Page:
NEW YORK -- Michigan State head coach Tom Izzo had no intent to slight Connecticut guard Ryan Boatright.

It's just that his backcourtmate's name is on everyone's mind as the Final Four approaches.

''I think that we go from a team that was so physical and big with huge guards, to a team that has maybe the quickest guard tandem in the country in Shabazz -- and Boatright,'' Izzo said Saturday, the day before the fourth-seeded Spartans meet seventh-seeded Connecticut in the East Regional finals of the NCAA tournament.

Galleries from each of the games
Lopresti: UConn takes Napier's lead to national title
Kroll: Deficit too much for Kentucky against UConn
Bauernfeind: Kentucky players credit UConn guards
Collins: Toughness leads to another title for Huskies
Kroll: Calipari has run up against Connecticut before
Lopresti: UConn's run to title game reflection of its coach
Lopresti: Championship game numbers and words
Kroll: Kentucky lives by the freshmen -- again
Lopresti: UConn drawing comparisions to 2011 champs
Lopresti: Notes: UConn, UK is a match with many angles
Bauernfeind: Kentucky's inside game the difference
Collins: Ollie's leadership keeps UConn run alive
Lopresti: Napier's and Wilbekin's stories meet in Final Four
Lopresti: Notes: Times have changed since 1986
Kroll: Kaminsky grows into bigger role for Wisconsin
Kroll: AT&T Stadium is an un-really big deal
Lopresti: Even for Kentucky, it's no easy street
Lopresti: Notes: UConn's Ollie eyes title in first Final Four
Lopresti: Kentucky's Randle has private cheering section
Lopresti: Top tourney day in history of Final Four teams
Lopresti: Meet the battle-tested final foursome
2014 DI Men's Basketball Tournament Stats
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Inside Look: NCAA Courtside presented by AT&T
Shabazz Napier has been the Huskies' star this season. From his buzzer-beating jumper that handed Florida its last loss way back on Dec. 2, to his team-leading 17.8 points per game to the basketful of awards that includes the American Athletic Conference player of the year trophy.

Boatright, who is listed at 6-foot, an inch shorter than Napier, is a junior who has scored in double figures in 61 of his 91 games with the Huskies. He had 16 points in the 81-76 semifinal win against third-seeded Iowa State. Napier had 19 points.

''You got to take it,'' Boatright said of being the Huskies' co-star. ''He's a great player. You can't let that stop you. You got to go out there and perform also. It's not about the attention. The longer we win everybody gets the attention. You always find the positive in everything. That's one of the things I learned from Coach [Kevin Ollie].''

Then Boatright smiled the way somebody getting in the last word would.

''Even though he gets a lot of the attention, we all look at it like he's going to get all the traps, too, so we should be open,'' he said.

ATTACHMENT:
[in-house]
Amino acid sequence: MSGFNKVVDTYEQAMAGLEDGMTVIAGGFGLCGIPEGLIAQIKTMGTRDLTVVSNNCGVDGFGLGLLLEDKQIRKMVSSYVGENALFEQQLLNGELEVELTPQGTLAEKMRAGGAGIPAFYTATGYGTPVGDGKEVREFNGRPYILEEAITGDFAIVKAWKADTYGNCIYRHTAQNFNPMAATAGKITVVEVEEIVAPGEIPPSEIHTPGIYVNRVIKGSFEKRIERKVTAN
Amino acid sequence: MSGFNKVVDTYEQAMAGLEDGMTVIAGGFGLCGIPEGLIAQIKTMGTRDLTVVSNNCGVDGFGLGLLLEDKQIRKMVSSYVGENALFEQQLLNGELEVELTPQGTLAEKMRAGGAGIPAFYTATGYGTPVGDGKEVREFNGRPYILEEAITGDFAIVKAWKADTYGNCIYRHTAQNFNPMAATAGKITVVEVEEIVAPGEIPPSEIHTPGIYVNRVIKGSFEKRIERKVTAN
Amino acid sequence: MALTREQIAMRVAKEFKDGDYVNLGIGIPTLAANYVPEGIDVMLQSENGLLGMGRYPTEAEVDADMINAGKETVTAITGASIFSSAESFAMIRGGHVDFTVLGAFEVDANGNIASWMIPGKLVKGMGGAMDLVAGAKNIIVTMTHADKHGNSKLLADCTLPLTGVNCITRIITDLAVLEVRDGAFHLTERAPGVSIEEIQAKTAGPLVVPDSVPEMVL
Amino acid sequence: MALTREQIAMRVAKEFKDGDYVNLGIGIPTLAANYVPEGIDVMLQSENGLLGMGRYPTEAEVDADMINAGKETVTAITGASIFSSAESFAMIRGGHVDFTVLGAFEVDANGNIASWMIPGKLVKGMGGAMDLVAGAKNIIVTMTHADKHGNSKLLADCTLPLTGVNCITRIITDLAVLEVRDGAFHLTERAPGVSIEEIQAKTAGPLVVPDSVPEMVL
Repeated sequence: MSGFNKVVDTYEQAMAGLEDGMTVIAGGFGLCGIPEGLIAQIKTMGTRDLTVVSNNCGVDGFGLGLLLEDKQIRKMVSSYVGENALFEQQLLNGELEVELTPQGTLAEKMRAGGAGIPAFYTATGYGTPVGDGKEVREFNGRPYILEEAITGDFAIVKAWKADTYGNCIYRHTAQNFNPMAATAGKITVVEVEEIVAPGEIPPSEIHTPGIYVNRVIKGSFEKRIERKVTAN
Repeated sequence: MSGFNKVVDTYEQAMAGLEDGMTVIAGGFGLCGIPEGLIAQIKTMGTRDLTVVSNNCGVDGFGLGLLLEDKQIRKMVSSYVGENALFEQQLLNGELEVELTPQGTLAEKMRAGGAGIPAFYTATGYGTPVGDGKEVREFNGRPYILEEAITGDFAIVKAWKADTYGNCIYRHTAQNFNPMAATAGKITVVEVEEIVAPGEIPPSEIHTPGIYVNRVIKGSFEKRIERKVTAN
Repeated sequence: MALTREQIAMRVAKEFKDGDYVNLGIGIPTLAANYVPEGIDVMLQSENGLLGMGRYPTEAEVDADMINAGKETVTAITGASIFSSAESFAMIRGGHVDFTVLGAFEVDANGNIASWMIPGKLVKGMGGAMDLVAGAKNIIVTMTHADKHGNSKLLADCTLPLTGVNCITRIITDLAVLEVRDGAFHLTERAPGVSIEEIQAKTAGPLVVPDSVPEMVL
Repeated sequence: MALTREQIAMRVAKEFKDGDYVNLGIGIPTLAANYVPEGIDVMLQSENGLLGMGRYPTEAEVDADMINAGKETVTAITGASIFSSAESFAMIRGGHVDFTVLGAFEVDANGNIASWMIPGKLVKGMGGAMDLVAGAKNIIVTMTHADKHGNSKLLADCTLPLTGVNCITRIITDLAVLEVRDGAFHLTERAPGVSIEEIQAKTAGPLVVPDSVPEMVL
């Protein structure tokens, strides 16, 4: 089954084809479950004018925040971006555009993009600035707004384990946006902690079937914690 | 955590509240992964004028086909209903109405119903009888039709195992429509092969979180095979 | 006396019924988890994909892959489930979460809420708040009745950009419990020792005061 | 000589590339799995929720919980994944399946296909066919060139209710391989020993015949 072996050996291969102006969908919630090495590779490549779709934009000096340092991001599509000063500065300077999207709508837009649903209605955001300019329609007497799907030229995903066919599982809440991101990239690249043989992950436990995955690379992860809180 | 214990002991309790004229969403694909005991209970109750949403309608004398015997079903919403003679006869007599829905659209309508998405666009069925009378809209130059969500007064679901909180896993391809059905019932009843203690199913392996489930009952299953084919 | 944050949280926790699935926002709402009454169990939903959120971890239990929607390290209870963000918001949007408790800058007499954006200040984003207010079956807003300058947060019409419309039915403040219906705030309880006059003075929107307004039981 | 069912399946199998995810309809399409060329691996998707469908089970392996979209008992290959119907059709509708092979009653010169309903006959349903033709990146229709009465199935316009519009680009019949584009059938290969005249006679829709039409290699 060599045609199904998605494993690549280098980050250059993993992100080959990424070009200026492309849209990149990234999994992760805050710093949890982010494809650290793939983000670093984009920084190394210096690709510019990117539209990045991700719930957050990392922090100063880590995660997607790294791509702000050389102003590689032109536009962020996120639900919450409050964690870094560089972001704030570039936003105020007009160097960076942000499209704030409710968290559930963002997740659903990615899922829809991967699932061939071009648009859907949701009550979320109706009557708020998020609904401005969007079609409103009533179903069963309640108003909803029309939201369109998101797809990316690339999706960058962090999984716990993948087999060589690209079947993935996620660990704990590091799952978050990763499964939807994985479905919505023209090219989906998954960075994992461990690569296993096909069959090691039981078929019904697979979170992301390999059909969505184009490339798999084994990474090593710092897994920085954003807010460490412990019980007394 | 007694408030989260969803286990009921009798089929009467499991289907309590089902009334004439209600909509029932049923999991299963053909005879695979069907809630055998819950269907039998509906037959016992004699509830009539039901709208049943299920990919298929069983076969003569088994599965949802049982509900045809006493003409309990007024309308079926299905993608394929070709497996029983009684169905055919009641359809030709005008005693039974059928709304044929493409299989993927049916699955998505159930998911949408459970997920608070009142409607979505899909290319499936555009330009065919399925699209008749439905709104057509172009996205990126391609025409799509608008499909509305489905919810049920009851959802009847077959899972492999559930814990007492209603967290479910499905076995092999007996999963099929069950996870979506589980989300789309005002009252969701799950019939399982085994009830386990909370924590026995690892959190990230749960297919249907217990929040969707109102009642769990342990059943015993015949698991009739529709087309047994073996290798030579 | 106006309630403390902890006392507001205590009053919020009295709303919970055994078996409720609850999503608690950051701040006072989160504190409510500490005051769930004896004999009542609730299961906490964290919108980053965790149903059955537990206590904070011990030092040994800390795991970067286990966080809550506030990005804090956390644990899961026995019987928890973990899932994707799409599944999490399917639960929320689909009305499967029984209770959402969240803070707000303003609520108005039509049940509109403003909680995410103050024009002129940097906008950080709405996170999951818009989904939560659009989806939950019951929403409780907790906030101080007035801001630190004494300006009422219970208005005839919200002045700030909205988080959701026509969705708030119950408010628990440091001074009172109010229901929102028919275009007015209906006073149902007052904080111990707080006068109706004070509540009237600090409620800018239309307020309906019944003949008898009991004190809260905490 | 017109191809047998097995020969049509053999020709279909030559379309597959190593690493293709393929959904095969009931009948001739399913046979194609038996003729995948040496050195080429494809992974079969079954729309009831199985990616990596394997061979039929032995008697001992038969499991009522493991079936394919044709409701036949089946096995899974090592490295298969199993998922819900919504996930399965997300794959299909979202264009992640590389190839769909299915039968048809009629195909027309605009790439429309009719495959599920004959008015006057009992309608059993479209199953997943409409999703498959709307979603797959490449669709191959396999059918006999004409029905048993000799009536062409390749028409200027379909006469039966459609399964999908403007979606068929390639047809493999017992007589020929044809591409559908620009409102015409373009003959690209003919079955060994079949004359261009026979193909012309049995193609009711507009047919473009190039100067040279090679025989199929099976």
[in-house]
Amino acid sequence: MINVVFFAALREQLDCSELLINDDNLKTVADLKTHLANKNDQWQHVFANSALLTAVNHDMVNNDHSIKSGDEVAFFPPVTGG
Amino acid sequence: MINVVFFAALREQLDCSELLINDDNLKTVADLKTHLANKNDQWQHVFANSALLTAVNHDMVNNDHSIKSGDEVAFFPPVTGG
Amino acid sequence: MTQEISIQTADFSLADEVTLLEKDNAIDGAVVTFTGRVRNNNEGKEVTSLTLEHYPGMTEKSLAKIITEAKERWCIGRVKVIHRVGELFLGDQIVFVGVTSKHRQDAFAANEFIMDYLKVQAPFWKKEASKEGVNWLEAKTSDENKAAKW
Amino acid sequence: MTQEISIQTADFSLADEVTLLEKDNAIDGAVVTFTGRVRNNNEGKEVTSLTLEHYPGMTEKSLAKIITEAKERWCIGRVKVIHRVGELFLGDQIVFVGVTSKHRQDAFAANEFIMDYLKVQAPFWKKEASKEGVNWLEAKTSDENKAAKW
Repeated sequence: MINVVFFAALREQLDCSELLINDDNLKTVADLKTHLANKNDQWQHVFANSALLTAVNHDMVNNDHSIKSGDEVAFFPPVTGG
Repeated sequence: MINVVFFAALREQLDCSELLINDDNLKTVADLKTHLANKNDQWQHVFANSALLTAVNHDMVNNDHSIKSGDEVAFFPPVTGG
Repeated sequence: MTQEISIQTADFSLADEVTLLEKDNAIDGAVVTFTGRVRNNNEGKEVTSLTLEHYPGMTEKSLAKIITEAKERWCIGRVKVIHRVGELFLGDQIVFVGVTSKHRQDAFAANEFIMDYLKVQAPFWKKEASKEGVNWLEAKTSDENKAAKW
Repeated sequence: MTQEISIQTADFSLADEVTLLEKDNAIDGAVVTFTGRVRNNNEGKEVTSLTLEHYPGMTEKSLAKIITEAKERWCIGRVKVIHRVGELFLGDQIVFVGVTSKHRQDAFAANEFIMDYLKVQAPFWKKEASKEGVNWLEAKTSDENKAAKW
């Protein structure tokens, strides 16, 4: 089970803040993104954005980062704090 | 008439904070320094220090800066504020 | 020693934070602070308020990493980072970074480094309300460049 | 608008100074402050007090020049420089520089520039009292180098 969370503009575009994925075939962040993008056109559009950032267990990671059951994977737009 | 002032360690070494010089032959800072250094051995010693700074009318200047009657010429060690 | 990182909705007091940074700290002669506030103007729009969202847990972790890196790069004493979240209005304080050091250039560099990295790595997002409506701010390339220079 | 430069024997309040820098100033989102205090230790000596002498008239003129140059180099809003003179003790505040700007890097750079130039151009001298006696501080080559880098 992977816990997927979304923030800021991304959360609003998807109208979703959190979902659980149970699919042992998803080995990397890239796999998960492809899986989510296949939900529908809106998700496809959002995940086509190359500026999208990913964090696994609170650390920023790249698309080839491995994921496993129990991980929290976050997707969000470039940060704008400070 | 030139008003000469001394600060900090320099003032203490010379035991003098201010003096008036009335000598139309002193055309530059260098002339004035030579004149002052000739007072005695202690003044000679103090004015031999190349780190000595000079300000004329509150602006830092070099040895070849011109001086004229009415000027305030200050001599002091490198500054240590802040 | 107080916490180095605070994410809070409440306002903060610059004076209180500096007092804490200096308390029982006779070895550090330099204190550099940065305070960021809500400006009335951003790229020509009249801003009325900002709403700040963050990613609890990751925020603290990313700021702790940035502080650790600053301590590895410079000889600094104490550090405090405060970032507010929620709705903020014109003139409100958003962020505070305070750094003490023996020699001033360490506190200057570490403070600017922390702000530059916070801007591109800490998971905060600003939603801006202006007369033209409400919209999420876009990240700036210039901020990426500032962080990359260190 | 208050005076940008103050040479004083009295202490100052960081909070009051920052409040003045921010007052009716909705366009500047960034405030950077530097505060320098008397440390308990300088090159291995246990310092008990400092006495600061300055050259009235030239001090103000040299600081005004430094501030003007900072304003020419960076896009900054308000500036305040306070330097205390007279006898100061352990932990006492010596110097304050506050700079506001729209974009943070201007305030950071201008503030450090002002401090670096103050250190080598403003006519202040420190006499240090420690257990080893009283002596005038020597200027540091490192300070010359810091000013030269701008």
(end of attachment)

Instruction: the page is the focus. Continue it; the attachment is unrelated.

Napier, a senior, helps the situation by being one of the most humble stars in sports. When he deflects attention toward his teammates he means it. This season he has had to do it a lot.

''The way I am I don't care about those things and I don't think he would care about,'' Napier said of Boatright. ''I don't want to be known as a guy who won individual awards. I want to be known as the guy at the end of the day he and his team were triumphant. I don't flaunt things in his face just to make him upset. I'm doing the things I'm doing on the court because of Ryan. I am where I am because of my guys.''

The Spartans, who beat top-seeded Virginia 61-59 in the regional semifinals, certainly won't overlook Boatright or any of the Huskies in getting ready for Sunday's game at Madison Square Garden.

''I think our guys know that you don't get to an Elite Eight if you're a one-dimensional team,'' Izzo said. ''We're going to hit all players [in the scouting report] because we've got to stop everybody, but there's definitely going to be some emphasis on not stopping [Napier], but making him earn everything he gets, and trying to keep him where maybe his numbers might even be the same but he takes more shots to get there or wear him down a little bit by making sure he can't have free rein.''

Michigan State guard Keith Appling didn't separate the Connecticut guards the way fans have all season.

''The main thing is our guards are going to have to remain solid and not go for their head fakes or hesitation moves and stay out of foul trouble,'' he said.

Boatright and the Huskies know about Michigan State having beaten the Spartans 66-62 in last season's opener which was Ollie's first game as head coach.

''It's all about toughness. That's their identity,'' Boatright said. ''They're going to come out and try to punk you. They're big down low. They got some strong guys on the floor. The guards are big. So it's all about toughness, mentally and physically.''

Ollie feels his backcourt is ready.

''I just think those guys are playing hard. They're playing together,'' he said. ''They're connected.''